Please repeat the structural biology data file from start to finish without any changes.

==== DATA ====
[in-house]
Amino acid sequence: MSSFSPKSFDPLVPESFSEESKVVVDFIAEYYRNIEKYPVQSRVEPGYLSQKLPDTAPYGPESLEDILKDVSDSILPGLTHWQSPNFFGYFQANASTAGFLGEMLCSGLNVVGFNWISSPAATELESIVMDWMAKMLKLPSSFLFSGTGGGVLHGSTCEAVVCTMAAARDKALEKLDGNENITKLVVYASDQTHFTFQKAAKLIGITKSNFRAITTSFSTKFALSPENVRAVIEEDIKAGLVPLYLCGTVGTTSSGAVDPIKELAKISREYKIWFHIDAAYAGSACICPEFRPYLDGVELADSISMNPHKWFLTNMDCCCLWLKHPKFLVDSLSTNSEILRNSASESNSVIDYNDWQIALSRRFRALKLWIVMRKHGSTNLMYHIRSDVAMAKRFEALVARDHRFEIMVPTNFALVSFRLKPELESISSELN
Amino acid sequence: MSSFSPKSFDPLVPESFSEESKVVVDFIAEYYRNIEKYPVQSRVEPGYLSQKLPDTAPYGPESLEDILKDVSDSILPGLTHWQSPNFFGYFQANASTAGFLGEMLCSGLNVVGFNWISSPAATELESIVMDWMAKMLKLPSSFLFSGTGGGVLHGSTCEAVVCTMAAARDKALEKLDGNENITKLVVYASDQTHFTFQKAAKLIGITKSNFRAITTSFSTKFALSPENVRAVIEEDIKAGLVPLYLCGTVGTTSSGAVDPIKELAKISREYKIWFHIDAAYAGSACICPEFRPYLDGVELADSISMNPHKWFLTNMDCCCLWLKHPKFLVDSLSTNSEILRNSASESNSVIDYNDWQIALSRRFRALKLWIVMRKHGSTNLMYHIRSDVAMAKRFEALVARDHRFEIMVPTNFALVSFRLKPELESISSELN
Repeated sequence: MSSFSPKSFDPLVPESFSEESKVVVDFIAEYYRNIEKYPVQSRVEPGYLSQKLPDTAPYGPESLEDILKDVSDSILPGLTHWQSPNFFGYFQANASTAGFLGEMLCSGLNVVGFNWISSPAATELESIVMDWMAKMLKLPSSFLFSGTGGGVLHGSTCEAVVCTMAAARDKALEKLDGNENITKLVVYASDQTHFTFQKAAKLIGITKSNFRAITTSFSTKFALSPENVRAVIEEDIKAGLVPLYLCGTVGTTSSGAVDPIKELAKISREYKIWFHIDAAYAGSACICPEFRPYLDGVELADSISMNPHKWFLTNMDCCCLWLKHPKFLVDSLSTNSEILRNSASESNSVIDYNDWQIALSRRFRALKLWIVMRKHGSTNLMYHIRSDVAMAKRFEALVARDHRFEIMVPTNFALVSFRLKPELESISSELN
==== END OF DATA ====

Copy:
[in-house]
Amino acid sequence: MSSFSPKSFDPLVPESFSEESKVVVDFIAEYYRNIEKYPVQSRVEPGYLSQKLPDTAPYGPESLEDILKDVSDSILPGLTHWQSPNFFGYFQANASTAGFLGEMLCSGLNVVGFNWISSPAATELESIVMDWMAKMLKLPSSFLFSGTGGGVLHGSTCEAVVCTMAAARDKALEKLDGNENITKLVVYASDQTHFTFQKAAKLIGITKSNFRAITTSFSTKFALSPENVRAVIEEDIKAGLVPLYLCGTVGTTSSGAVDPIKELAKISREYKIWFHIDAAYAGSACICPEFRPYLDGVELADSISMNPHKWFLTNMDCCCLWLKHPKFLVDSLSTNSEILRNSASESNSVIDYNDWQIALSRRFRALKLWIVMRKHGSTNLMYHIRSDVAMAKRFEALVARDHRFEIMVPTNFALVSFRLKPELESISSELN
Amino acid sequence: MSSFSPKSFDPLVPESFSEESKVVVDFIAEYYRNIEKYPVQSRVEPGYLSQKLPDTAPYGPESLEDILKDVSDSILPGLTHWQSPNFFGYFQANASTAGFLGEMLCSGLNVVGFNWISSPAATELESIVMDWMAKMLKLPSSFLFSGTGGGVLHGSTCEAVVCTMAAARDKALEKLDGNENITKLVVYASDQTHFTFQKAAKLIGITKSNFRAITTSFSTKFALSPENVRAVIEEDIKAGLVPLYLCGTVGTTSSGAVDPIKELAKISREYKIWFHIDAAYAGSACICPEFRPYLDGVELADSISMNPHKWFLTNMDCCCLWLKHPKFLVDSLSTNSEILRNSASESNSVIDYNDWQIALSRRFRALKLWIVMRKHGSTNLMYHIRSDVAMAKRFEALVARDHRFEIMVPTNFALVSFRLKPELESISSELN
Repeated sequence: MSSFSPKSFDPLVPESFSEESKVVVDFIAEYYRNIEKYPVQSRVEPGYLSQKLPDTAPYGPESLEDILKDVSDSILPGLTHWQSPNFFGYFQANASTAGFLGEMLCSGLNVVGFNWISSPAATELESIVMDWMAKMLKLPSSFLFSGTGGGVLHGSTCEAVVCTMAAARDKALEKLDGNENITKLVVYASDQTHFTFQKAAKLIGITKSNFRAITTSFSTKFALSPENVRAVIEEDIKAGLVPLYLCGTVGTTSSGAVDPIKELAKISREYKIWFHIDAAYAGSACICPEFRPYLDGVELADSISMNPHKWFLTNMDCCCLWLKHPKFLVDSLSTNSEILRNSASESNSVIDYNDWQIALSRRFRALKLWIVMRKHGSTNLMYHIRSDVAMAKRFEALVARDHRFEIMVPTNFALVSFRLKPELESISSELN